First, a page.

Time slips by quickly and I have to pile on best wishes for the New Year on top of this story about a used BMW motorcycle.
Happy New Year! My resolutions (yes, I make resolutions) are under construction.
So, the used motorcycle, where to begin…
On Thursday afternoon I strapped a pair of Heidenau K66 LT Snowtex tires to the back of the Vespa and headed off to Kissell Motorsports to have them mounted. For non-winter riders these are snow tires with aggressive, slush clearing pattern, silica in the rubber for added traction, and special rubber designed to stay soft and sticky in the cold.
The plan was to drop the scooter off and have my wife pick me up for a ride home. What happened was I rode one of the used (pre-owned for the politically correct) motorcycles home.
The view out the breezeway door was pretty nice. Let me say I love the BMW R1200 GS. Love it. Smiled when I got on it. Was completely comfortable from the moment I pressed the starter. Loved the heated grips on the ride home. Nice bike. Really nice bike. A bike to lust after. And this was a used one with 19000 miles on it.
A lot of dreams start with the selection of used motorcycles at a dealership. Not everyone is ready to plunk down the cash for a bike. I took the BMW as an example of the kind of used bikes one might find at Kissell's.
Standing in the kitchen the next day with a bowl of soup in my hands Kim calls out, “Craig Kissell is on the phone.” After I finished the soup I was going to go for a ride. Turns out that was true because Craig told me he just sold the bike and wondered if I could bring it back.
Sometimes life kicks you in the shins.
Pushing it out of the garage I gave it one last loving look. Kim walks over and says, “You really like that motorcycle don’t you?” I nod as I admire the machine standing in my driveway.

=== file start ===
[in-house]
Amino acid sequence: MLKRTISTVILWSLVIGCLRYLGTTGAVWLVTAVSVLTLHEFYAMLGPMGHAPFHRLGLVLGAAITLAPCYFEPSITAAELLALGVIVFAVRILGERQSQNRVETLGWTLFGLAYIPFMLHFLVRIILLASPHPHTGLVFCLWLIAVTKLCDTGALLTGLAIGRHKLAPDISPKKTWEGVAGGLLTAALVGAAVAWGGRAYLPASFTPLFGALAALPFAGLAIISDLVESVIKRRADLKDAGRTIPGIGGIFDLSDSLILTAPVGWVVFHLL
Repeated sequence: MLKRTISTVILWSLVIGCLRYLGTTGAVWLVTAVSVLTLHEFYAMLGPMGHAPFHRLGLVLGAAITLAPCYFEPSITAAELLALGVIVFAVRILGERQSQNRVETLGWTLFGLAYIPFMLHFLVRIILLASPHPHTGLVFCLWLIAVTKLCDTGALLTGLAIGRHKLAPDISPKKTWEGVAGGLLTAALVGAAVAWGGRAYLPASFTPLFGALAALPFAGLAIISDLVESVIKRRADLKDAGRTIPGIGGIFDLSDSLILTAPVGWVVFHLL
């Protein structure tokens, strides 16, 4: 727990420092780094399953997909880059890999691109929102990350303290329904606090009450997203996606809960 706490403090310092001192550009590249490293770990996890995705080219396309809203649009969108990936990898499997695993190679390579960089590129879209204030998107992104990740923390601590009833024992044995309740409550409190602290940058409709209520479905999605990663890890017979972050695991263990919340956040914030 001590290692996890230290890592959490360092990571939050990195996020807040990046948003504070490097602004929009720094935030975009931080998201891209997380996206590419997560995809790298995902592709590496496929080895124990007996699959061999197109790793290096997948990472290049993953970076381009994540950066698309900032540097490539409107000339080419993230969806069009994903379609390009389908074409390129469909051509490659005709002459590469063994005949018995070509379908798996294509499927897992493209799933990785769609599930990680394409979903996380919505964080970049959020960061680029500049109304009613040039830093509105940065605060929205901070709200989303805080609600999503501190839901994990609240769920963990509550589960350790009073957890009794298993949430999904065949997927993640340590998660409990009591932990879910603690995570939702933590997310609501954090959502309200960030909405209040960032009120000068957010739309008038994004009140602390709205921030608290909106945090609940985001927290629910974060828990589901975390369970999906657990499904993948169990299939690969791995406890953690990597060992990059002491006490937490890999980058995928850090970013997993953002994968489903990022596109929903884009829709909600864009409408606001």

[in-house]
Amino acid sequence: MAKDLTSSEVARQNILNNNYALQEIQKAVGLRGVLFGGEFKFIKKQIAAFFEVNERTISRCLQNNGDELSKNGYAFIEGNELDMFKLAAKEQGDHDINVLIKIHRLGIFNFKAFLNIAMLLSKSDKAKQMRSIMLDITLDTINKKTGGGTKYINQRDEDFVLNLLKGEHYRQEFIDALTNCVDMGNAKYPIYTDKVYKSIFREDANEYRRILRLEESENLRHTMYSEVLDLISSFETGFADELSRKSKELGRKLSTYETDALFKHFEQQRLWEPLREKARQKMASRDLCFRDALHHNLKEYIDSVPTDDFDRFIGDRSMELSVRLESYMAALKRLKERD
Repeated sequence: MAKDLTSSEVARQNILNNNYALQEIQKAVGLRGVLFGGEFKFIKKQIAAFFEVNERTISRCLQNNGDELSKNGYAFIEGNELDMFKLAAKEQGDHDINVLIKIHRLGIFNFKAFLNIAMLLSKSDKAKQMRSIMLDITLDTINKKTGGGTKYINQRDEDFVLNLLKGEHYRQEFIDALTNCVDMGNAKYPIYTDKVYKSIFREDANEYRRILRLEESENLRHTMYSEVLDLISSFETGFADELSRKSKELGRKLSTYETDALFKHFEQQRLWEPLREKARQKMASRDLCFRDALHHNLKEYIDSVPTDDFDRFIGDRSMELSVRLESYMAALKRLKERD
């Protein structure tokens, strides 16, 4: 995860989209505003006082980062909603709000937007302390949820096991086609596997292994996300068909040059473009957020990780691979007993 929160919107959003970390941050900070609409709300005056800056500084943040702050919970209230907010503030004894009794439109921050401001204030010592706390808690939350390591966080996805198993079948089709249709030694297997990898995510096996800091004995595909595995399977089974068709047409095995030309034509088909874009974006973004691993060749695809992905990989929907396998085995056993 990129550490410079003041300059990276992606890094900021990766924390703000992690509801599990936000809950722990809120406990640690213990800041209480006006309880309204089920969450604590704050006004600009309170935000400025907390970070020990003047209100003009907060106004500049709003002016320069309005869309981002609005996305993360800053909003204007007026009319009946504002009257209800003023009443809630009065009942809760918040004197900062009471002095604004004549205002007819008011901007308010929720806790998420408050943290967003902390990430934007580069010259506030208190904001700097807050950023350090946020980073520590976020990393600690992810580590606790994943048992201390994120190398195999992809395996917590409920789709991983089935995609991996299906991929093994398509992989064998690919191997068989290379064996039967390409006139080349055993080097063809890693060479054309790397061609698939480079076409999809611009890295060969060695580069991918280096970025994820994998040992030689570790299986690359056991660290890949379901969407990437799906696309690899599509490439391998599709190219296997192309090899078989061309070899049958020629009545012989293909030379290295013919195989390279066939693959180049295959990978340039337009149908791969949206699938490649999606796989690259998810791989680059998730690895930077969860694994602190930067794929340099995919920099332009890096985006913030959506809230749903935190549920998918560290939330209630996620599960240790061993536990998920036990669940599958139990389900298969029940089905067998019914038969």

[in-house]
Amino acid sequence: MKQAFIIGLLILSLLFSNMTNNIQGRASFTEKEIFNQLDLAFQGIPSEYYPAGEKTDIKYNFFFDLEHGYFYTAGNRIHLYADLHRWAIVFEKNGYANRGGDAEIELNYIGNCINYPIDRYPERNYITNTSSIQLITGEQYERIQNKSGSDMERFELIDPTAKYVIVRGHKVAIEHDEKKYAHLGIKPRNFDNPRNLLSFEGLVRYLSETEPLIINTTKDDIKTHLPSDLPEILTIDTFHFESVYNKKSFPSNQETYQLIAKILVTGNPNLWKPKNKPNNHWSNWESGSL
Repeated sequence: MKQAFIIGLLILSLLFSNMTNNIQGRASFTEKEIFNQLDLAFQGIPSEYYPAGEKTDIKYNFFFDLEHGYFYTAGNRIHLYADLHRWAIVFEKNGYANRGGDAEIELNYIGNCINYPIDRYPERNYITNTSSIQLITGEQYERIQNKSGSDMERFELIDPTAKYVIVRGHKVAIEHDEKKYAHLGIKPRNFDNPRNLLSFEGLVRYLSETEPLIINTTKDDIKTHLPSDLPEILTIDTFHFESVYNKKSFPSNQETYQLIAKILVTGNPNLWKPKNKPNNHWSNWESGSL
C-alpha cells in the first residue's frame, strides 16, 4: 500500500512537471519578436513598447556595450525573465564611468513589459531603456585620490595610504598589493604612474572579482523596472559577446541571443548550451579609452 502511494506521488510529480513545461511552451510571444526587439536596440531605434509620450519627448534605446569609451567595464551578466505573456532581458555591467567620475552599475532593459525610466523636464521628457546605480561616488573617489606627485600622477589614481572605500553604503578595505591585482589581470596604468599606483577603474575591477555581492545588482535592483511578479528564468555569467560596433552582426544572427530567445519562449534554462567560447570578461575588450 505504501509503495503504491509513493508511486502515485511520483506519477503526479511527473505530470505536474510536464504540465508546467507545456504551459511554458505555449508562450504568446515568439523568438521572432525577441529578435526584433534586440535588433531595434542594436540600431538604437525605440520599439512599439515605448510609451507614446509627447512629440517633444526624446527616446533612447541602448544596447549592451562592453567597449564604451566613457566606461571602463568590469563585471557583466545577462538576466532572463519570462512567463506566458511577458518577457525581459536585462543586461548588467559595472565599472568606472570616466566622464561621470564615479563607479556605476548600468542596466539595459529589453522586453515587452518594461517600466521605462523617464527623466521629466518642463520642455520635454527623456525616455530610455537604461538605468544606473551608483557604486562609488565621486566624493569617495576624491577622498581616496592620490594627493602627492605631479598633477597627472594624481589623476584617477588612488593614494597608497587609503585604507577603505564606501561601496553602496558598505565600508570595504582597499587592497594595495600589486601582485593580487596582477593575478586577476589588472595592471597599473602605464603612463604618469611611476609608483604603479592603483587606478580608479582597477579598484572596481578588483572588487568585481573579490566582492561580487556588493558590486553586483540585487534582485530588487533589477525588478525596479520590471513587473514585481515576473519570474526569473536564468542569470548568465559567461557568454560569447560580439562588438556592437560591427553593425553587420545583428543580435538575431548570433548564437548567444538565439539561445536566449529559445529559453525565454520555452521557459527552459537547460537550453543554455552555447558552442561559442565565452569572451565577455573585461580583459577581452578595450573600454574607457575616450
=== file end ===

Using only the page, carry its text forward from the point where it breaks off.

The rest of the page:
“Do you want to buy it?”
A felt a tear forming.
I met the new owner and expressed my feelings about what a fine machine he had purchased. I tried to console myself with the thought that there will be other motorcycles.
The BMW R1200 GS was just so nice though.
And life has a way of reminding you of the serendipity of things.
I’m going to ride a 50cc Honda Ruckus home. I made the choice. An act of flagellation to atone for coveting the BMW? I will say I have a new respect for those riders who make their way in the world on a 50cc machine. Anyone can ride a BMW. It takes a special rider to deal with the Ruckus.
Throttle wide open, I manage 35 mph on the flat. Twenty mph going up a hill. And compared to my Vespa GTS 250 the 50cc Ruckus is tiny. I smile when I think about what I must look like. I take a bit of pleasure leading a large, jacked up, big wheeled, overly loud, Dodge RAM truck down a stretch of road before pulling over and waving him on. The Harley decal in the back window meant he knew how to be patient with a fellow rider.
About halfway home I came to appreciate how quiet the scooter is. The sheep owned by Penn State barely moved when I rode up.
While a 50cc scooter isn’t fast its speed is a bit deceptive. More than once I found myself going a bit too fast for a maneuver. Luckily I am experienced enough to deal with these little over estimations. But I can see why new riders run these things into curbs, walls, or off the road. There’s no profit in underestimating anything with two wheels. And protective gear is a must in my opinion lest you come to woe.
I’ve always liked the looks of the Ruckus. They seem like the jeeps of the scooter world. If only Honda would drop a slightly larger motor into one. And call it a Big Ruckus.
Oh. Right. I forgot.
So I go from a BMW R1200 GS to a 50cc Honda Ruckus. That’s the kind of riding diversity I have come to appreciate.